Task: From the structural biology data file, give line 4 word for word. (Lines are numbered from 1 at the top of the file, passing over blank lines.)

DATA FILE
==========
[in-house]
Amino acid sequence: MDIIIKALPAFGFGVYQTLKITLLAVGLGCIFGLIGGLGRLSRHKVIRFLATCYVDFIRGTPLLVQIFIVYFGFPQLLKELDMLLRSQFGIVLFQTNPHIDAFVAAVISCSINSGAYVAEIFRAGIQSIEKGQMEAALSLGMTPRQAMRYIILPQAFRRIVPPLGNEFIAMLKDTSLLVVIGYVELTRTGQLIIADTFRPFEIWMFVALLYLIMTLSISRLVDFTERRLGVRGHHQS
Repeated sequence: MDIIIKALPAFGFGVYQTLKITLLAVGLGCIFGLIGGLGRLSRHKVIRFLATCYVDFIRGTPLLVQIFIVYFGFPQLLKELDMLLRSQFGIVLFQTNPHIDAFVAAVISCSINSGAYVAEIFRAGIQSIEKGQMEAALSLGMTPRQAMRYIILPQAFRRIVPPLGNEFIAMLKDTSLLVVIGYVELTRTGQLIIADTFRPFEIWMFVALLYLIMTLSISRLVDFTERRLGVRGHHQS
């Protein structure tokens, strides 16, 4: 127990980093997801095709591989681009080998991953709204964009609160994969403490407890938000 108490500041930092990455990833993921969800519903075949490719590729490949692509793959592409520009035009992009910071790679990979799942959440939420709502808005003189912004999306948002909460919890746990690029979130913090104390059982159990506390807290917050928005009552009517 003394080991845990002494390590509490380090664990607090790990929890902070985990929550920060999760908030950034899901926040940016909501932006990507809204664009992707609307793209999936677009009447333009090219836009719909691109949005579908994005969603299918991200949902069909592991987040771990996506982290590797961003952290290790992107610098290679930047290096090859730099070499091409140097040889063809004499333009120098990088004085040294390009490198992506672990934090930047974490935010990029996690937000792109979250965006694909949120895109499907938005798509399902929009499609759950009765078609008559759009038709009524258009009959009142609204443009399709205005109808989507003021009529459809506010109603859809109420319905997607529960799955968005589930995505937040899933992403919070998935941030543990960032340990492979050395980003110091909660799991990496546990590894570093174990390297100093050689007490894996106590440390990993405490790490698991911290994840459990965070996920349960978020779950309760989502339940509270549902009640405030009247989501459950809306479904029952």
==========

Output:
């Protein structure tokens, strides 16, 4: 127990980093997801095709591989681009080998991953709204964009609160994969403490407890938000 108490500041930092990455990833993921969800519903075949490719590729490949692509793959592409520009035009992009910071790679990979799942959440939420709502808005003189912004999306948002909460919890746990690029979130913090104390059982159990506390807290917050928005009552009517 003394080991845990002494390590509490380090664990607090790990929890902070985990929550920060999760908030950034899901926040940016909501932006990507809204664009992707609307793209999936677009009447333009090219836009719909691109949005579908994005969603299918991200949902069909592991987040771990996506982290590797961003952290290790992107610098290679930047290096090859730099070499091409140097040889063809004499333009120098990088004085040294390009490198992506672990934090930047974490935010990029996690937000792109979250965006694909949120895109499907938005798509399902929009499609759950009765078609008559759009038709009524258009009959009142609204443009399709205005109808989507003021009529459809506010109603859809109420319905997607529960799955968005589930995505937040899933992403919070998935941030543990960032340990492979050395980003110091909660799991990496546990590894570093174990390297100093050689007490894996106590440390990993405490790490698991911290994840459990965070996920349960978020779950309760989502339940509270549902009640405030009247989501459950809306479904029952």